As you’ve most certainly noticed by now, the PC space moves quickly. While Intel is about to come out with its after just unleashing an , the best graphics cards are constantly changing to accommodate for increasingly high resolution displays and ludicrously demanding PC games. Although they for increased performance, the hardware you use in your PC is crucial.
So, to stay on track graphically with the rest of video game hardware, you’ll want one of the best graphics cards. Obviously, simply buying the most expensive GPU would be the easiest solution, but we aren’t all made of money. Rather, the goal is to find the best performance per dollar (or pound) as you comb through all of the top graphics cards. That way you can ensure that the price tag of whatever graphics card you choose is justified.
- Without the best monitor, having the best graphics card means nothing
Luckily, thanks to the newly-rekindled competitive graphics card market, the best graphics cards aren’t necessarily the most expensive anyway. Instead, they all span a wide range of budgets at reasonable prices depending on what you want to do. That being the case, whether you’re repping Team Red (AMD) or Team Green (Nvidia), we’ve narrowed our list down to the seven top graphics cards for both first-time and veteran PC builders.
Best graphics card: Nvidia GeForce GTX 1060
The best GPU to start PC gaming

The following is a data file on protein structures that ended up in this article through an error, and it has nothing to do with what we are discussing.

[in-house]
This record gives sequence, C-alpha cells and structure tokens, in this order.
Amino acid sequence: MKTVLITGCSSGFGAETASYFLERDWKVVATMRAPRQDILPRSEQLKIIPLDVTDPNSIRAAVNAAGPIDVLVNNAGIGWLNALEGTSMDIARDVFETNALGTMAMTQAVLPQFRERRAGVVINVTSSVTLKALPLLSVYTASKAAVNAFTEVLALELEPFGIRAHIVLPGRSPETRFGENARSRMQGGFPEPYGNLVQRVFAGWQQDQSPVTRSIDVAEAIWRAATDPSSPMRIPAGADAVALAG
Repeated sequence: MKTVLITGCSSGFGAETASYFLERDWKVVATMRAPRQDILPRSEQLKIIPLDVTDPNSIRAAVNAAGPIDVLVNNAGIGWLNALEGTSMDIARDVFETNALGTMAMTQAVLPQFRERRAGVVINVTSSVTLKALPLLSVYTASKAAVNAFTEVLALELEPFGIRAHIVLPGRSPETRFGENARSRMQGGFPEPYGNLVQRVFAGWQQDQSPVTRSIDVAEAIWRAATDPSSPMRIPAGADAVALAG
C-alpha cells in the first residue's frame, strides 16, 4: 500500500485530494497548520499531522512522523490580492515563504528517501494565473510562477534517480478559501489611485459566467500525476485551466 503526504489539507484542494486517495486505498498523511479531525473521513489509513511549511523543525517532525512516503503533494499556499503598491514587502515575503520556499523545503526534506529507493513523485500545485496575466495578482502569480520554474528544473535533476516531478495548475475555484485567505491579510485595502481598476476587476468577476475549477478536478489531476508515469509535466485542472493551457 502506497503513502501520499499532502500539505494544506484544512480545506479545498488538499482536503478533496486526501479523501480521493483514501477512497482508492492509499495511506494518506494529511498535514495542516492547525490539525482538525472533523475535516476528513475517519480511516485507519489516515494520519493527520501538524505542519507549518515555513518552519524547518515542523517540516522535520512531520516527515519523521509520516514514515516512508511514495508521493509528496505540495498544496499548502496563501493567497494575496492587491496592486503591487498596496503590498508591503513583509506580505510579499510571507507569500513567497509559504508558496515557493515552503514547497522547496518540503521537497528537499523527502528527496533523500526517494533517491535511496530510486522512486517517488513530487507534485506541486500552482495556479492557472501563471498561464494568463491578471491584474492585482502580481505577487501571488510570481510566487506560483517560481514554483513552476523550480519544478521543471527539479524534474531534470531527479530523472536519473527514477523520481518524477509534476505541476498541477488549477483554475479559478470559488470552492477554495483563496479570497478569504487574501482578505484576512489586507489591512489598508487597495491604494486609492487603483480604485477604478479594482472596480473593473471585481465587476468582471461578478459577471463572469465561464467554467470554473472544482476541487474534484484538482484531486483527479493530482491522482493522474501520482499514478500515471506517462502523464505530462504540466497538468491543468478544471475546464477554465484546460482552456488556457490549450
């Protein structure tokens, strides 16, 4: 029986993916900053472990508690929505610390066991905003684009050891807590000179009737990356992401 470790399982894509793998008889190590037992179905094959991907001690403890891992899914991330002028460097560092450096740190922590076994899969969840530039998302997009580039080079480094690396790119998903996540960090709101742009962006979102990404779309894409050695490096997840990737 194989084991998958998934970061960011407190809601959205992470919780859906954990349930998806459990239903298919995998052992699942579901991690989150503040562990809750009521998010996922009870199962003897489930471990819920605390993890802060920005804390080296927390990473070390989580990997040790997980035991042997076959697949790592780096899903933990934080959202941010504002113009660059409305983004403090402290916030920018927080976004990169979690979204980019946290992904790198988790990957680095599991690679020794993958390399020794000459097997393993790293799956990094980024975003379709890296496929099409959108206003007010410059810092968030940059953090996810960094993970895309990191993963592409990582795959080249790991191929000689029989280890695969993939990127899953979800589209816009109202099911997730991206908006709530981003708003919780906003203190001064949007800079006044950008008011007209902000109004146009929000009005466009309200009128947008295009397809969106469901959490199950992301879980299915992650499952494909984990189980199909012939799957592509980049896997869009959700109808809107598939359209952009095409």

Stream Processors: 1,280 | Core Clock: 1,506MHz | Memory: 6GB GDDR5 | Memory Clock: 8Gbps | Power Connectors: 1 x 6-pin | Outputs: 3 x DisplayPort 1.4, 1 x HDMI 2.0, DL-DVI
Brilliant 1080p performance
No SLI compatibility
Per our previous explanation, the best graphics card is all about offering the most bang for your buck. As such, it’s our consensus that Nvidia’s GeForce GTX 1060 is unparalleled when it comes to sheer value. For a modest sum of cash, this graphics card affords players full HD 1080p and – perhaps with a bit of overclocking – 1440p and even 4K gaming. At the same time, however, the GTX 1060 doesn’t bear support for SLI, so you’re limited to just one card.
Best 4K graphics card: Nvidia GeForce GTX 1080 Ti
Titan X performance without the Titan X cost
Stream Processors: 3,584 | Core Clock: 1,480MHz | Memory: 11GB GDDR5X | Memory Clock: 11GHz | Power Connectors: 1 x 6-pin; 1 x 8-pin | Outputs: 3 x DisplayPort 1.4, 1 x HDMI 2.0
Titan X-like gaming performance
A pricey investment for most